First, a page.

Excerpt of Every Man Dies Alone by Hans Fallada
(Page 3 of 4)
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"Oh!" the man says, just a deep "Oh!" from the core of his heart. Without knowing what he's doing, he's let go his wife's head, and has reached for the letter. His eyes stare at the lines, without being able to decipher them.
Thereupon the woman grabs the letter from him. Her mood has swung round, furiously she rips the piece of paper into scraps and shreds and fragments, and she shouts into his face: "What do you even want to read that filth for, those common lies they always write? That he died a hero's death for Fuhrer and Fatherland? That he was an exemplary soldier and comrade? Do you want to hear that from them, when you know yourself that Ottochen liked nothing better than fiddling about with his radio kits, and that he cried when he was called away to be a soldier? How often he used to say to me when he was recruited that he would give his right hand to be able to get away from them? And now he's supposed to be an exemplary soldier, and died a hero's death? Lies, all a pack of lies! But that's what you get from your wretched war, you and that Fuhrer of yours!"
Now she's standing in front of him, the woman, so much shorter than he is, but with eyes sparkling with fury.
"Me and my Fuhrer?" he mumbles, stunned by this attack. "Since when is he my Fuhrer? I'm not even in the Party, just in the Arbeitsfront, and everyone has to join that. As for voting for him, I only did that once, and so did you."
He says it in his slow and cumbersome manner, not so much to defend himself as to clarify the facts. He still can't understand what induced her to mount this sudden attack on him. They were always of one mind ...
But she says heatedly: "What gives you the right to be the man in the house and determine everything? If I want so much as a space for my potatoes in the cellar, it has to be the way you want it. And in something as important as this, it's you who made the wrong decision. But then you creep around everywhere in carpet slippers, you want your peace and quiet and that's all, and not come to anyone's attention. So you did the same as they all did, and when they yelled: 'Fuhrer, give us your orders, we will obey!' you went with them like a sheep. And the rest of us had to follow you! But now Ottochen's dead, and no Fuhrer in the world can bring him back, and nor can you!"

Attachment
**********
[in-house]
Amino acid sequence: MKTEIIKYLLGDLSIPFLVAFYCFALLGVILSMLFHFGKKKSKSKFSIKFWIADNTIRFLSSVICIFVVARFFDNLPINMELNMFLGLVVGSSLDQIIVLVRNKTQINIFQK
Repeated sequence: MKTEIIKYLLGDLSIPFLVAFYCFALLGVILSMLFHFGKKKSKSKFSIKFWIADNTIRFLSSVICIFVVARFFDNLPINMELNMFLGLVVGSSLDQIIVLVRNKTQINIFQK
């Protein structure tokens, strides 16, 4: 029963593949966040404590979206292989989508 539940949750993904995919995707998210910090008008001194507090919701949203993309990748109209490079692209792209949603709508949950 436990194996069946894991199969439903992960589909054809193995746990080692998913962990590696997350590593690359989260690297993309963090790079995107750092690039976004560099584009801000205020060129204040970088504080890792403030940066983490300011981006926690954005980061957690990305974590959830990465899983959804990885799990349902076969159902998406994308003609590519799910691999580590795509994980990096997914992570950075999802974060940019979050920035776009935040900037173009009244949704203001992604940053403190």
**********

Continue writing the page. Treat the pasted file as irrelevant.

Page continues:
He listened to her without saying a word back. He had never been a man for quarrel and argy-bargy, and he could also tell that it was her pain speaking in her. He was almost glad to have her scolding him, because it meant she wasn't giving in to her grief. The only thing he said by way of reply was: "One of us will have to tell Trudel."
Trudel was Ottochen's girlfriend, almost his fiancée; she called them Mother and Father. She often dropped in on them for a chat in the evening, even now, with Ottochen away. By day she worked in a uniform factory.
The mention of Trudel straightaway set Anna Quangel off on a different track. She glanced at the gleaming clock on the mantel, and asked: "Will you have time before your shift?"
"I'm on from one till eleven today," he replied. "I've got time."
"Good," she said. "Then go, but just ask her to come. Don't say anything about Ottochen. I'll tell her myself. Your dinner'll be ready by midday."
"Then I'll go and ask her to come round tonight," he said, but he didn't leave yet, but looked in her jaundiced, ill-looking face. She looked back at him, and for a moment they looked at each other, two people who had been married for almost thirty years, always harmoniously, he quiet and silent, she bringing a bit of life to the place.
Excerpted from Every Man Dies Alone by Hans Fallada. Copyright © 2009 by Melville House Publishing. Excerpted by permission. All rights reserved. No part of this excerpt may be reproduced or reprinted without permission in writing from the publisher.